[llvm-dev] GitHub Hooks

Daniel Berlin via llvm-dev llvm-dev at lists.llvm.org
Tue Jul 19 20:26:53 PDT 2016

Also note that github already blocks non-ff pushes unless you force (and
you can't force a protected branch without being an admin, and you can even
disable admins force-pushing), so ...

On Tue, Jul 19, 2016 at 8:20 PM, Daniel Berlin <dberlin at dberlin.org> wrote:

> Not to derail a large portion of this thread by just pointing out how easy
> what you want to do is, but ...
> On Tue, Jul 19, 2016 at 1:27 PM, Renato Golin via llvm-dev <
> llvm-dev at lists.llvm.org> wrote:
>> So, there's been a bit of a misunderstanding about the hooks that are
>> supported in GitHub, and after talking to the GitHub staff, I'd like
>> to clarify what they are and how we can use them.
>>   1. Pre-commit hooks, avoiding forced pushes / re-order
>> GitHub doesn't support server hooks due to security concerns.
>> But there is an alternative:
>> https://help.github.com/articles/about-required-status-checks/
>> I don't know how we'd check for non-ff-merges with this, and I'd
>> appreciate if someone with better GitHub knowledge could chime in. But
>> they *do* stop pushes from going in, which is what we want. Maybe we
>> would need a web-service (see 2) to get this working.
> They do stop pushes, because you can require status checks.
> You don't need a web service. Anyone with push access can create a status,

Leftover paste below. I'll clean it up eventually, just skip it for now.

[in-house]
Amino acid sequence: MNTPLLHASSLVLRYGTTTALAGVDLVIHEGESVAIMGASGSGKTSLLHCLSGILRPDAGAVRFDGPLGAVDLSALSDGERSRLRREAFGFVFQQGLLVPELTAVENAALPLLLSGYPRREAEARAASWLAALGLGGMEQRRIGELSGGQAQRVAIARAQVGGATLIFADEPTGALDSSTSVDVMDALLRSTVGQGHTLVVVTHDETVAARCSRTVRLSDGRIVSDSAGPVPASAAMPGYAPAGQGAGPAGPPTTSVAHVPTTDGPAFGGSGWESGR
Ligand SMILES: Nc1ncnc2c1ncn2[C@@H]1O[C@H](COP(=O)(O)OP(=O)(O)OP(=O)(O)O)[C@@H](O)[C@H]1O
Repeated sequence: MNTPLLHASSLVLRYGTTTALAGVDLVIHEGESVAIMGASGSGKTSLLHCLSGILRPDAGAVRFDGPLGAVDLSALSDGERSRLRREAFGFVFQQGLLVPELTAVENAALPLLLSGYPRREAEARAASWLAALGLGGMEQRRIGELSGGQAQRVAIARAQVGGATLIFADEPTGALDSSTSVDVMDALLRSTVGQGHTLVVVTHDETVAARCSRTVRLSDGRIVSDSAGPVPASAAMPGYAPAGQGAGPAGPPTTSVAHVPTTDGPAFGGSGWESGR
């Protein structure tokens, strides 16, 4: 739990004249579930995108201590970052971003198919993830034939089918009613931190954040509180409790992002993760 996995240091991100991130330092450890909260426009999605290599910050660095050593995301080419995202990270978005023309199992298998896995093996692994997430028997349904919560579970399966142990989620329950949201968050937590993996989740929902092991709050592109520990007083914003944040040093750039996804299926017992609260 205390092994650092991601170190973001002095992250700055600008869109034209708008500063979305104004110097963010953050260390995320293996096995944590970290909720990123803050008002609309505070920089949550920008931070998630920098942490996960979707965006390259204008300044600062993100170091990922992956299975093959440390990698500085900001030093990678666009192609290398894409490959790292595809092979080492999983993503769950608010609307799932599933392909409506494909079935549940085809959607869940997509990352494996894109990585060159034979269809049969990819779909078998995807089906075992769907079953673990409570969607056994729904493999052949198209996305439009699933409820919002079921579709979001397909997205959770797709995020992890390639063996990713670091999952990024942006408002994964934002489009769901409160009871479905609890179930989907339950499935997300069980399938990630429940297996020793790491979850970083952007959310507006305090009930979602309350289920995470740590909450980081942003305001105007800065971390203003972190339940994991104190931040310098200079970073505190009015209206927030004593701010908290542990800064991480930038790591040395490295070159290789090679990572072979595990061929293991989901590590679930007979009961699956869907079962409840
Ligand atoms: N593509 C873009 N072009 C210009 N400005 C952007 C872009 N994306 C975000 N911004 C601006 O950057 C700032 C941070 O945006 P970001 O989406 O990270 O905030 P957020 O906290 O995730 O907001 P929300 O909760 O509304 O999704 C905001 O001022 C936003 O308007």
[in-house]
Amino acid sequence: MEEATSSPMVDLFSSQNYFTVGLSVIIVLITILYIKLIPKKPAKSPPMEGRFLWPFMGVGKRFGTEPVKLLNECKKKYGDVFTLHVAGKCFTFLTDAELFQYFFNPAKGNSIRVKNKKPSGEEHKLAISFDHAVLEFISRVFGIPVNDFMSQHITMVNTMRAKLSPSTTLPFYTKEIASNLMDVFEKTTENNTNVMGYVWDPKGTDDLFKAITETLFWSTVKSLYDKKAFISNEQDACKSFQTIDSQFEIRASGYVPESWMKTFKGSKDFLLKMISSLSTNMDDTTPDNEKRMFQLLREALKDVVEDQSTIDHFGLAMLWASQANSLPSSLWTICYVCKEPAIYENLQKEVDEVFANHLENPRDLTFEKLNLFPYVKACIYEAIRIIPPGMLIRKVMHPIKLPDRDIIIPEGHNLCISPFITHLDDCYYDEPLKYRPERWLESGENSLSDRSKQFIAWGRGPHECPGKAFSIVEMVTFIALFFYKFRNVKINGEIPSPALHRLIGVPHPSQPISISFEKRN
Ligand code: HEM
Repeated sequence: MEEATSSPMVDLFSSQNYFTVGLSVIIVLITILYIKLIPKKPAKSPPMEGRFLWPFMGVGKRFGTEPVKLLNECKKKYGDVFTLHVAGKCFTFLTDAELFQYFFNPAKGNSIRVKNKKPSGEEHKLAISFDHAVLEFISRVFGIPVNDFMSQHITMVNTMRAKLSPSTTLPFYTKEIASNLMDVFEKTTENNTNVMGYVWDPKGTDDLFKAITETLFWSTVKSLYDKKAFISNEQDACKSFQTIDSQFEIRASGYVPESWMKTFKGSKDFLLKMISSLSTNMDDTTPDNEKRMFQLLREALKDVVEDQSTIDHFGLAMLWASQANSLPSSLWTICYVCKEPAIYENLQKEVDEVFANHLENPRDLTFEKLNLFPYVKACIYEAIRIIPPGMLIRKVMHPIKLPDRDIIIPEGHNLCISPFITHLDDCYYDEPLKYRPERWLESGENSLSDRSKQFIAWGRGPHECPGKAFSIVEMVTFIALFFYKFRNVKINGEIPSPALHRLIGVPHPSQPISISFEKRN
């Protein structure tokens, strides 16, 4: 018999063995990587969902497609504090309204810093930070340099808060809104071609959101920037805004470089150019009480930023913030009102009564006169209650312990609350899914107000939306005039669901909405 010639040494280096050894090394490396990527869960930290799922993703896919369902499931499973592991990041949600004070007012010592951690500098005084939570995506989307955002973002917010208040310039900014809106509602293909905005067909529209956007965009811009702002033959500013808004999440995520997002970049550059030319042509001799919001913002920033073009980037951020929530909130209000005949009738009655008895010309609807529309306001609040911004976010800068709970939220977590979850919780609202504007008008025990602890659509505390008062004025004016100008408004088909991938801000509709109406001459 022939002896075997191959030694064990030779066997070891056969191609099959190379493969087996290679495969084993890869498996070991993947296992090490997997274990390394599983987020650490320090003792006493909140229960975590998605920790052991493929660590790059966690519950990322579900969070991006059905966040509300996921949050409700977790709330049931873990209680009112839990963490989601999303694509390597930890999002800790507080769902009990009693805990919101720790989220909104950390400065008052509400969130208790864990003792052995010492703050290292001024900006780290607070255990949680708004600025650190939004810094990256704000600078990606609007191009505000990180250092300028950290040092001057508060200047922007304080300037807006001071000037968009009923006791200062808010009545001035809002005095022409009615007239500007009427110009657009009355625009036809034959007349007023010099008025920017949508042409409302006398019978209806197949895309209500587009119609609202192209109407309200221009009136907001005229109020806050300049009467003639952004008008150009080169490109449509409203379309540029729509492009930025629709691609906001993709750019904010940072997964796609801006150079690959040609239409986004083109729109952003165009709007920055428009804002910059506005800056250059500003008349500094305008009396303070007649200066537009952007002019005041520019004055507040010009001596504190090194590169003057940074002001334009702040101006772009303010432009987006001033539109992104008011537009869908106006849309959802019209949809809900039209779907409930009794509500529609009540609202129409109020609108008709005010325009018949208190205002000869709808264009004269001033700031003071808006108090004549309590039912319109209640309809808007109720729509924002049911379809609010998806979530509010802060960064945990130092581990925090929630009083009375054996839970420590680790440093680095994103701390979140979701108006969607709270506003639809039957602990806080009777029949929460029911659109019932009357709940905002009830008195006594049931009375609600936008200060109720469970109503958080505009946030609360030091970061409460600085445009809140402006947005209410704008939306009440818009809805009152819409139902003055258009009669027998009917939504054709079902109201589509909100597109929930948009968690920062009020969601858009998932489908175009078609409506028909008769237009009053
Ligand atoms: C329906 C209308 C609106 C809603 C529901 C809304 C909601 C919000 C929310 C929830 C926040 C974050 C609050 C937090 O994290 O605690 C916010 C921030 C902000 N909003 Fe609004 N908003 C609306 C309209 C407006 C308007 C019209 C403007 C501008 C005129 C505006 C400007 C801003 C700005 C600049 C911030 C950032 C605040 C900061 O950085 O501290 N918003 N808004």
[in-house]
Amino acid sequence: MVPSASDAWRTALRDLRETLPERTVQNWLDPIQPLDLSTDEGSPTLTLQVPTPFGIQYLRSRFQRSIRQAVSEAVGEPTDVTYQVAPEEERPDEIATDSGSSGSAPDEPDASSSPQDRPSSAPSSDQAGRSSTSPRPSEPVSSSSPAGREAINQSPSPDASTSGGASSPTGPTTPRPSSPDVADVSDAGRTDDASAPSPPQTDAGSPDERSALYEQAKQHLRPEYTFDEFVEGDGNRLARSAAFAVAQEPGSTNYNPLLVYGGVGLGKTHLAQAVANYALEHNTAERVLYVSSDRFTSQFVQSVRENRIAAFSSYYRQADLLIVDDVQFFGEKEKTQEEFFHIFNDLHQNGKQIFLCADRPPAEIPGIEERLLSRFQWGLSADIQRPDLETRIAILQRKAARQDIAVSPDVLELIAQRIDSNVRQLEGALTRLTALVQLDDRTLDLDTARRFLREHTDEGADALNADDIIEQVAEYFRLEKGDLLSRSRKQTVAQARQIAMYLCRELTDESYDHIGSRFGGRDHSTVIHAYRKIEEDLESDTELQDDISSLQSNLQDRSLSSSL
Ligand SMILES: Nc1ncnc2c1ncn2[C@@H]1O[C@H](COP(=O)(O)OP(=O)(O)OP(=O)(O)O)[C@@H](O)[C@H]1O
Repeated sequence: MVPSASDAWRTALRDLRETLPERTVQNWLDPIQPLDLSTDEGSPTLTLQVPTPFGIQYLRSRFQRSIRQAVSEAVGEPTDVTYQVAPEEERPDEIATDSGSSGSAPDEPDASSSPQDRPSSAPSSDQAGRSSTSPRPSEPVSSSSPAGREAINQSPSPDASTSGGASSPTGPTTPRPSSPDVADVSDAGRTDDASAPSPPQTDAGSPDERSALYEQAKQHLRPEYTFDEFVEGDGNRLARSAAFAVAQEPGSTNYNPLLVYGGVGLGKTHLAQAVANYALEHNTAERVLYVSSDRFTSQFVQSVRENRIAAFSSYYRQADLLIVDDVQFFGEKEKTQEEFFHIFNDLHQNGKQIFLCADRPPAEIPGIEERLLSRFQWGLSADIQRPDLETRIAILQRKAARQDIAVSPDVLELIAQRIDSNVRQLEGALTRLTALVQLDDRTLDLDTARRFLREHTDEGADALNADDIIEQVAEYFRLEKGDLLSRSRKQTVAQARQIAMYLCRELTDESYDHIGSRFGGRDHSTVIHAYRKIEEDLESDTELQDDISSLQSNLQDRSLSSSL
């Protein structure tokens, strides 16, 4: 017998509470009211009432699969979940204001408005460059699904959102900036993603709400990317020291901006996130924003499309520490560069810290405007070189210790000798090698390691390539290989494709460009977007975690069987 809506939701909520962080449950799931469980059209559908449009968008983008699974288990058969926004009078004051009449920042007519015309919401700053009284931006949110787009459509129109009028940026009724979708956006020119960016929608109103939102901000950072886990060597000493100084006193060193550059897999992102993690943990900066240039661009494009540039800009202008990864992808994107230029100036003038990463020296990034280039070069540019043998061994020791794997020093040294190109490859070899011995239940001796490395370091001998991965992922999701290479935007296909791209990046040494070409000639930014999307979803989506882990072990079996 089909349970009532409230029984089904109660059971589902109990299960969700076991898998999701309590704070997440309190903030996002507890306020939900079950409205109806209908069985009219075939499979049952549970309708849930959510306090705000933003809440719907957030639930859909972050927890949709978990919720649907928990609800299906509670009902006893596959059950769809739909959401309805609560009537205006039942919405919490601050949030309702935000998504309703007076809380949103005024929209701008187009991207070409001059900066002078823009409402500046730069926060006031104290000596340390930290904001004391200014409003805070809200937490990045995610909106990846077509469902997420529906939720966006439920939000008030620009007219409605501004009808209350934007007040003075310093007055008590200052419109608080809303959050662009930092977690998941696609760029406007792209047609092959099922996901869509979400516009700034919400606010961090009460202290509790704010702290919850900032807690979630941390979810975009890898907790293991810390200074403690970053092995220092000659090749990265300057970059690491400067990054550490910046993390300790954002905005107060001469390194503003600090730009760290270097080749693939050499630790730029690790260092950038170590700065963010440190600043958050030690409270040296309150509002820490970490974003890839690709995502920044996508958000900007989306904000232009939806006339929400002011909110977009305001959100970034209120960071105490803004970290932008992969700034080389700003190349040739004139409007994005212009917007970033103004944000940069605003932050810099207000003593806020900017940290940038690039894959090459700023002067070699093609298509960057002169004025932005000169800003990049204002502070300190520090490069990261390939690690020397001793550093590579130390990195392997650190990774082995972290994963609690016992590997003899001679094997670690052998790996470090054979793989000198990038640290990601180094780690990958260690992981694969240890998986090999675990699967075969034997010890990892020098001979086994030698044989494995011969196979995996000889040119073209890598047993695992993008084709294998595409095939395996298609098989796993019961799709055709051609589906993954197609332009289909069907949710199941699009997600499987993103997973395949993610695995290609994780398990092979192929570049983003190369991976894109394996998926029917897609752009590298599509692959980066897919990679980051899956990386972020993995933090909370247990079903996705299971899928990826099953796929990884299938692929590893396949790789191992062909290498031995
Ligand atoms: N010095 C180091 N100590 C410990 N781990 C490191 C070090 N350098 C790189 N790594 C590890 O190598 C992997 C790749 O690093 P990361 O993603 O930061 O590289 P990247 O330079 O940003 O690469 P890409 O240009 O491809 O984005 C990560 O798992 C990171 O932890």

> or you can also
> grant oauth scope of repo:status to just grant status creation access
> without push access to code itself.
> All you have to do to create a status is post to a specific URL (and
> include your access tokens, blah blah blah).  You can use the context field
> to say what service created the status, etc.   There are libraries for all
> of it.
> For example, Google's CLA bot uses
> https://github.com/google/go-github/tree/master/github to do it's work.
> There are libraries for every language you can think of, AFAIK (
> https://developer.github.com/libraries/)
> In any case, all you would have to is post a status of state failed to the
> ref for the pull request, and it will reflect in the pull request.
> In this case, what that means is "have thing" (cron job, whatever), post
> state pending on every new request that comes in.
> As it figures out whether they are linear history or not, post state
> success/failed.
> You can then mark whatever status checks you want as required for a given
> branch (it'll give you a dropdown of status types it finds in the past
> week).
> it will not allow push or merge until the required statuses are green.
> The interface also allows you to check "Require branches to be up-to-date
> before merging".
> --Dan
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